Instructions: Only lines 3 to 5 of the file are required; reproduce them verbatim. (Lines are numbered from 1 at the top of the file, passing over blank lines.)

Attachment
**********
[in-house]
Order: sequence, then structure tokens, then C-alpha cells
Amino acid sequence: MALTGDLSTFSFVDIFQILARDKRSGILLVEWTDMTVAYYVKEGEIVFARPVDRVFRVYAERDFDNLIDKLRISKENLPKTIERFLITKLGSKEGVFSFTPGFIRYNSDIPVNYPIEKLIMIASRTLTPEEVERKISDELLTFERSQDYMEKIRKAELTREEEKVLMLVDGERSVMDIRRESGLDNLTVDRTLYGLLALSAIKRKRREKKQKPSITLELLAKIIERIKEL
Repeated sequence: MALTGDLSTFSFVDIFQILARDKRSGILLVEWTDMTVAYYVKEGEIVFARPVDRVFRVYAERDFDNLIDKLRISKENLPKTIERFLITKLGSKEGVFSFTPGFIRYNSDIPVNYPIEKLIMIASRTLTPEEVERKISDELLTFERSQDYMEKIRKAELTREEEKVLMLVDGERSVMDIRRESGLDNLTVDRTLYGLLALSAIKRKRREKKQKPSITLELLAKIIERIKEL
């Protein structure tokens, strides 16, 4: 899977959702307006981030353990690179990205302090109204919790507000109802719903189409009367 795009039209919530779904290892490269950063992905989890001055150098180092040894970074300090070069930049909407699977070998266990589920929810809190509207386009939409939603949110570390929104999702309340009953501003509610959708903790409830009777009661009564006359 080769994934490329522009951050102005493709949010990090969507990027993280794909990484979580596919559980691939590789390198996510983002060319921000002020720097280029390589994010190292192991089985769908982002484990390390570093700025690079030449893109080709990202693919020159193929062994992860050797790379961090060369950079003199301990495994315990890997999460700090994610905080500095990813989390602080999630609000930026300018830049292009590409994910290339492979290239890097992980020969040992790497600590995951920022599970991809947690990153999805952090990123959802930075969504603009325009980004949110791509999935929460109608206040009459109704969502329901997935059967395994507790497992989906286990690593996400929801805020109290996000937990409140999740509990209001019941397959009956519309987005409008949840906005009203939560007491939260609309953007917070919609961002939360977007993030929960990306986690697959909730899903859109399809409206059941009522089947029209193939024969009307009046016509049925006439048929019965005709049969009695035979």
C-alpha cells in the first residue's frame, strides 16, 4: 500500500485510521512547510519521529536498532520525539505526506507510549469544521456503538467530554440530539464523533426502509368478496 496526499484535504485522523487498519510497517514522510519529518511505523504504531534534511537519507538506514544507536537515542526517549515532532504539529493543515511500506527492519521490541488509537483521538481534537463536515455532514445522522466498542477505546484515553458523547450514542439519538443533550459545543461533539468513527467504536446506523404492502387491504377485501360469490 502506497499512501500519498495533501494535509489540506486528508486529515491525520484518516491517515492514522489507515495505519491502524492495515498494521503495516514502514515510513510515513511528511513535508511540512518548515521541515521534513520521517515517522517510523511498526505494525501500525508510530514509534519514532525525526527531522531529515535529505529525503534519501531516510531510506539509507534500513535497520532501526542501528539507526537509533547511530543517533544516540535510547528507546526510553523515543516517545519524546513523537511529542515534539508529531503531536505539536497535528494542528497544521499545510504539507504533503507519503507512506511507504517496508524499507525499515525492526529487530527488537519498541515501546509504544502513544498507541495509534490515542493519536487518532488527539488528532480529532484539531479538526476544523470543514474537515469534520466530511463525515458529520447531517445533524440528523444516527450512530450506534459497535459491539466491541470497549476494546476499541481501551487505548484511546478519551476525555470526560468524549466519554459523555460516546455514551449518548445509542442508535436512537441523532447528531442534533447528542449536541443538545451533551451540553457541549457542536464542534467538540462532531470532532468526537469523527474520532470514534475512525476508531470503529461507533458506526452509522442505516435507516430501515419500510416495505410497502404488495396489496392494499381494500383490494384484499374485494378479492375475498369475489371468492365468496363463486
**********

Amino acid sequence: MALTGDLSTFSFVDIFQILARDKRSGILLVEWTDMTVAYYVKEGEIVFARPVDRVFRVYAERDFDNLIDKLRISKENLPKTIERFLITKLGSKEGVFSFTPGFIRYNSDIPVNYPIEKLIMIASRTLTPEEVERKISDELLTFERSQDYMEKIRKAELTREEEKVLMLVDGERSVMDIRRESGLDNLTVDRTLYGLLALSAIKRKRREKKQKPSITLELLAKIIERIKEL
Repeated sequence: MALTGDLSTFSFVDIFQILARDKRSGILLVEWTDMTVAYYVKEGEIVFARPVDRVFRVYAERDFDNLIDKLRISKENLPKTIERFLITKLGSKEGVFSFTPGFIRYNSDIPVNYPIEKLIMIASRTLTPEEVERKISDELLTFERSQDYMEKIRKAELTREEEKVLMLVDGERSVMDIRRESGLDNLTVDRTLYGLLALSAIKRKRREKKQKPSITLELLAKIIERIKEL
């Protein structure tokens, strides 16, 4: 899977959702307006981030353990690179990205302090109204919790507000109802719903189409009367 795009039209919530779904290892490269950063992905989890001055150098180092040894970074300090070069930049909407699977070998266990589920929810809190509207386009939409939603949110570390929104999702309340009953501003509610959708903790409830009777009661009564006359 080769994934490329522009951050102005493709949010990090969507990027993280794909990484979580596919559980691939590789390198996510983002060319921000002020720097280029390589994010190292192991089985769908982002484990390390570093700025690079030449893109080709990202693919020159193929062994992860050797790379961090060369950079003199301990495994315990890997999460700090994610905080500095990813989390602080999630609000930026300018830049292009590409994910290339492979290239890097992980020969040992790497600590995951920022599970991809947690990153999805952090990123959802930075969504603009325009980004949110791509999935929460109608206040009459109704969502329901997935059967395994507790497992989906286990690593996400929801805020109290996000937990409140999740509990209001019941397959009956519309987005409008949840906005009203939560007491939260609309953007917070919609961002939360977007993030929960990306986690697959909730899903859109399809409206059941009522089947029209193939024969009307009046016509049925006439048929019965005709049969009695035979």